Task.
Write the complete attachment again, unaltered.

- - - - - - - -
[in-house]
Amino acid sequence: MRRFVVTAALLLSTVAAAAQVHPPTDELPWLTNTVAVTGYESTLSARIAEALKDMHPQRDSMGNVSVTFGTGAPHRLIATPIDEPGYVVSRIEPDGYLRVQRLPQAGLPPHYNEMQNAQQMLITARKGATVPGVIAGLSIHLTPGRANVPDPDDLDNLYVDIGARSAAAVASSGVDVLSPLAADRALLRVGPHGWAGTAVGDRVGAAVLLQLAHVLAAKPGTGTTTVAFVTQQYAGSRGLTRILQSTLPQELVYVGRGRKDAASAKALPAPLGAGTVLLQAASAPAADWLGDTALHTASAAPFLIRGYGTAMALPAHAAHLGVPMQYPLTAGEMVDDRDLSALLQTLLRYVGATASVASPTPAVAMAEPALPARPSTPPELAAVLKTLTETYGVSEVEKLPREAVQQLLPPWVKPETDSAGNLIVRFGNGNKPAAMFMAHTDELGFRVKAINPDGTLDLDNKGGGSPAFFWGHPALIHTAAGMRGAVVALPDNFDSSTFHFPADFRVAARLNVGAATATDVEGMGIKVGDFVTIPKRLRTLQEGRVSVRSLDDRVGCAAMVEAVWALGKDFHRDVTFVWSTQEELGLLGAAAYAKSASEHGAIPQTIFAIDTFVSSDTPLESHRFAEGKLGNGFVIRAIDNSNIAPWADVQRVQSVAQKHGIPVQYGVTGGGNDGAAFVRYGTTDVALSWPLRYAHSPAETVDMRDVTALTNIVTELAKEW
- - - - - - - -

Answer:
[in-house]
Amino acid sequence: MRRFVVTAALLLSTVAAAAQVHPPTDELPWLTNTVAVTGYESTLSARIAEALKDMHPQRDSMGNVSVTFGTGAPHRLIATPIDEPGYVVSRIEPDGYLRVQRLPQAGLPPHYNEMQNAQQMLITARKGATVPGVIAGLSIHLTPGRANVPDPDDLDNLYVDIGARSAAAVASSGVDVLSPLAADRALLRVGPHGWAGTAVGDRVGAAVLLQLAHVLAAKPGTGTTTVAFVTQQYAGSRGLTRILQSTLPQELVYVGRGRKDAASAKALPAPLGAGTVLLQAASAPAADWLGDTALHTASAAPFLIRGYGTAMALPAHAAHLGVPMQYPLTAGEMVDDRDLSALLQTLLRYVGATASVASPTPAVAMAEPALPARPSTPPELAAVLKTLTETYGVSEVEKLPREAVQQLLPPWVKPETDSAGNLIVRFGNGNKPAAMFMAHTDELGFRVKAINPDGTLDLDNKGGGSPAFFWGHPALIHTAAGMRGAVVALPDNFDSSTFHFPADFRVAARLNVGAATATDVEGMGIKVGDFVTIPKRLRTLQEGRVSVRSLDDRVGCAAMVEAVWALGKDFHRDVTFVWSTQEELGLLGAAAYAKSASEHGAIPQTIFAIDTFVSSDTPLESHRFAEGKLGNGFVIRAIDNSNIAPWADVQRVQSVAQKHGIPVQYGVTGGGNDGAAFVRYGTTDVALSWPLRYAHSPAETVDMRDVTALTNIVTELAKEW